It has been eight months since a man named John Dingell became the puzzled face of safety and security in post-Sept. 11 America. In early January, private security guards stopped Dingell when he tripped metal detectors at Reagan National Airport outside Washington. They took him to a private room and asked him to remove his pants.
The guards chose not to believe him when he explained that he had a steel hip joint and a steel knee brace and steel pins surgically implanted in his ankles — even though John Dingell is 75 years old and has passed through National Airport hundreds of times in the 46 years he has represented Michigan in the U.S. House of Representatives, where he has served longer than any of his colleagues.
Dingell's adventure prompted editorials across the country complaining that security had trumped common sense.
But not everyone agreed — including John Dingell himself, who asked the Transportation Department for an explanation only because he "wanted to be sure that ... I got the same treatment, no better or no worse, than anyone else."
Rights vs. restrictions
Did those guards really go too far? There is no right or wrong answer.
Similarly, there is no definitive answer to the question that is driving newspaper special sections and television news shows as the nation marks the anniversary of the terrorist attacks that killed 3,000 people in New York, Pennsylvania and suburban Washington:
Is America safer today?
In a nation founded on principles of individual liberty and distrust of government authority, notions of how much security is adequate must compete with notions of how much security is tolerable. And that is something Americans have yet to sort through. Opinion surveys taken since January consistently depict a country that is about evenly divided on whether measures to protect the nation should be allowed to eclipse certain core civil liberties.
A question for society
Until the public figures out what it wants, the government is acting without a clear sense of what, ultimately, American society will accept. And so, security in post-Sept. 11 America remains very much a work in progress.
In general, "it's silly to say there's been no progress," said Arnold Barnett, a professor at the Massachusetts Institute of Technology, who specializes in aviation security.
But critics see an uncoordinated patchwork of steps to protect Americans in the air and on the ground, many of them significantly incomplete.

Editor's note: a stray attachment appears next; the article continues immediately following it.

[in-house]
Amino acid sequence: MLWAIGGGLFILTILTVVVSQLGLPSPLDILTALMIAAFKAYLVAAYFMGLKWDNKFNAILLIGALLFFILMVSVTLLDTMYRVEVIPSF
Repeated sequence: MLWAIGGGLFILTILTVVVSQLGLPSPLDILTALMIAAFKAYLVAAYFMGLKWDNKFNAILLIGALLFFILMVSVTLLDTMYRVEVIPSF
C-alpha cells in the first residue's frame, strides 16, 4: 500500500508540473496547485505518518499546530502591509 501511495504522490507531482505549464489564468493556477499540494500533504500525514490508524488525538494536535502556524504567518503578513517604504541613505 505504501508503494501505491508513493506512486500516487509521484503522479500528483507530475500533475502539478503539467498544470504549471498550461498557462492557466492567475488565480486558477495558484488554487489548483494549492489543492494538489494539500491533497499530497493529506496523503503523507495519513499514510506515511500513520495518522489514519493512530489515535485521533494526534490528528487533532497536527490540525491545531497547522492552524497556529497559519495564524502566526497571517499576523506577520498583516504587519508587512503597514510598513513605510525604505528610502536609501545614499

The nation's airports, for example, have been ordered to deploy hundreds of millions of dollars' worth of new security equipment. But aviation officials say they cannot install nearly enough giant bag-screening machines to equip the 429 commercial airports the government regulates.
Congress gave the industry until the end of the year to get the job done, but the head of the Federal Aviation Administration told Congress that 2004 was more realistic. Meanwhile, with only four months left in the year, aviation security officials say they have hired fewer than a third of the federal baggage and passenger screeners they need.
Beginning next month, the Justice Department plans to fingerprint and photograph many foreigners when they enter the country. That will create tens of thousands of new documents for the Immigration and Naturalization Service to keep track of, at a time when problems in the agency's record-keeping have brought it enormous criticism.
The INS allowed 15 of the 19 presumed Sept. 11 hijackers into the country on legal travel visas, for example — two of whom were approved for new visas months after they died in the terrorist attacks because the INS lost track of their paperwork. The INS's director quit under fire this summer.
The National Guard was widely praised for its handling of unfamiliar domestic security duties after Sept. 11, when an estimated 20,000 Guard members began patrolling borders, ports and air terminals. But none of the $1.6 billion increase the White House has requested for the Guard's budget next year is earmarked for security duties, and plans for the new Cabinet-level security department do not include the Guard.
No road map for government
Then there is the money. Who should pay for the reforms?
This is an election year in which President Bush would love to see his Republican Party win control of Congress. But while it is true that Bush enjoys the personal approval of the public, it is also true that he inherited historic budget surpluses and now presides over deficits projected to stretch at least four more years.
The new security department could cost as much as $155 billion, economists estimate. At the same time — even as it has already reduced tax receipts by more than $130 billion — the president is adamant that his 10-year tax cut must not be touched.
There is no endless gusher of cash to spend. So until the American people reach a consensus on how to balance security versus freedom, the government keeps one eye on the budget and the other on the lookout for any clue to what might meet with the public's approval.
Is America safer today?
There are 288 million Americans. For now, and for the foreseeable future, there are 288 million potentially different answers.